Kirsty Tweddle - Queenscliff to Portarlington

Queenscliff to Portarlington

21.3 km (13.2 miles)

7 hours, 28 minutes on 16 May 2021

Observed and documented by Karen Weaver

First of this route



  • Name: Kirsty Tweddle
  • Gender: female
  • Age on swim date: 49
  • Nationality: Australia
  • Resides: Barwon Heads, Victoria, Australia

Support Personnel

  • Steve Di Scuro - boat pilot
  • Karen Weaver - observer
  • Nikole Ramsay - 2nd observer, photos+video
  • Andrew Snowdon - paddler
  • Bill Strachan - paddler
  • Adie Currie - support swimmer
  • Murray Joseph - support swimmer
  • Cathy Snowdon - feeder

Escort Vessel: Bellarine Fishing Charters (Portarlington)

Swim Parameters

  • Category: Solo, nonstop, unassisted.
  • Rules: MSF Rules of Marathon Swimming, without exception or modification.
  • Equipment used: Speedo bathing suit, silicone cap, goggles, earplugs, zinc sunscreen, lanoline/vaseline grease.

Route Definition

  • Body of Water: Port Phillip Bay
  • Route Type: one-way
  • Start Location: Beach northeast of Queenscliff Harbour (-38.263402, 144.671639)
  • Finish Location: Fairfax Street boat ramp, Portarlington (-38.112098, 144.664838)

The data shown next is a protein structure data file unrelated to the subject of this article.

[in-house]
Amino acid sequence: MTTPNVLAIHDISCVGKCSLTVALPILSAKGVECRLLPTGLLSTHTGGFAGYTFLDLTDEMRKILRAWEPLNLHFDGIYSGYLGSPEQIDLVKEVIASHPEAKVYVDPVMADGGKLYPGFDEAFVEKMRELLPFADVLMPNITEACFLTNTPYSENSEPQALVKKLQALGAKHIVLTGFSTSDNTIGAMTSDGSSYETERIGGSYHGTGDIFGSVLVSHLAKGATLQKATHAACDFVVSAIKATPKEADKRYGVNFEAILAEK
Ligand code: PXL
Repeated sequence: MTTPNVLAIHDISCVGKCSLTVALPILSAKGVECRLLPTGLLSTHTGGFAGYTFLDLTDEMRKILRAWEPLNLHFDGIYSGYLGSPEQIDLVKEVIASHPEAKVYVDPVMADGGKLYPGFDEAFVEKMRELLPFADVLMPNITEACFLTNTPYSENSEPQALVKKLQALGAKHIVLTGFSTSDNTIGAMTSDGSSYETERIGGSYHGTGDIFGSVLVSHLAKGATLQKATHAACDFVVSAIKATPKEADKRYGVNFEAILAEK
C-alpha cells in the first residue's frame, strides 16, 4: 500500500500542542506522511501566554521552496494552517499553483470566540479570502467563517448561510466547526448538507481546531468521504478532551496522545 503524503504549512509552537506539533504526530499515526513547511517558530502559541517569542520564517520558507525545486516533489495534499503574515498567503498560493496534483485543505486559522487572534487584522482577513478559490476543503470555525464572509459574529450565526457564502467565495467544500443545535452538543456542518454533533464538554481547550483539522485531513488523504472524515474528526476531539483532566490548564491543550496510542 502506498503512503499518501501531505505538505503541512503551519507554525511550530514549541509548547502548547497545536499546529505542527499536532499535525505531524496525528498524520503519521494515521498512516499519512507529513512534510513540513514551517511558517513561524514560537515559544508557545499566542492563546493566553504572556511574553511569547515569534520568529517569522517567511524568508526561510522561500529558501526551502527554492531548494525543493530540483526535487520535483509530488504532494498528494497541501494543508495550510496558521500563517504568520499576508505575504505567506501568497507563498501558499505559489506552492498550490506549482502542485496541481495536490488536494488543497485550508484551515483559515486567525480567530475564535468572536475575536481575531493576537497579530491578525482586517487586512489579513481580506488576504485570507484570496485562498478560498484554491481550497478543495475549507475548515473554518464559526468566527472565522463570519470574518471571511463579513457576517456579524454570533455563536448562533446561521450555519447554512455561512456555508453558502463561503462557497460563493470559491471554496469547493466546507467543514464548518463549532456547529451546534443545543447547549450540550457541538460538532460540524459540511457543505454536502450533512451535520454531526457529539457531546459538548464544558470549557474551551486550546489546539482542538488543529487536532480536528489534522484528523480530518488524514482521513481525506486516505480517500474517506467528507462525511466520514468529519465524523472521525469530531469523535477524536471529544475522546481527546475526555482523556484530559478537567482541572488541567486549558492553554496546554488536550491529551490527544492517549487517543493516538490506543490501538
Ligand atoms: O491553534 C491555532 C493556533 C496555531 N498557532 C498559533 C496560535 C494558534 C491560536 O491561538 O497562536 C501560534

• Minimum Route Distance: 21.3 km (13.2 miles) (map)


No known previous swims of this route.

Swim Data

  • Start: 16 May 2021, 10:55:00 (Australia/Melbourne, UTC10).
  • Finish: 16 May 2021, 18:23:10
  • Elapsed: 7 hours, 28 minutes, 10 seconds.

Summary of Conditions

Feature Min Max
Water Temp (C) 12 14
Air Temp (C) 12 14
Wind (knots) 10 28

GPS Track

Trackpoint frequency: 15 minutes. Download raw data (CSV).

Click to expand map.

Speed Plot

Nutrition: Carbo Pro + electrolytes; Milo; fruit pouch; tea & honey; cordial; porridge. Every 30 minutes.

Observer Log

Download PDF


by Kirsty Tweddle

Why the Big Bellarine 21.5km swim?

A couple of months ago, I did my first 10km swim (loved every second of it) and was looking for a longer marathon swim challenge. I’d started working with a coach (awesome marathon swimmer Sarah Thomas – first person to swim the Englich Channel 4 ways non-stop) and had the opportunity to give something longer a crack under her guidance. My first instinct was to do the well-established Rottnest Island swim from Perth to Rotto. However with Covid the borders were shut, and also made doing anything inter-state nerve wracking. Turns out my instincts were correct – borders were shut when the Rotto swim came around, so Victorians were unable to travel.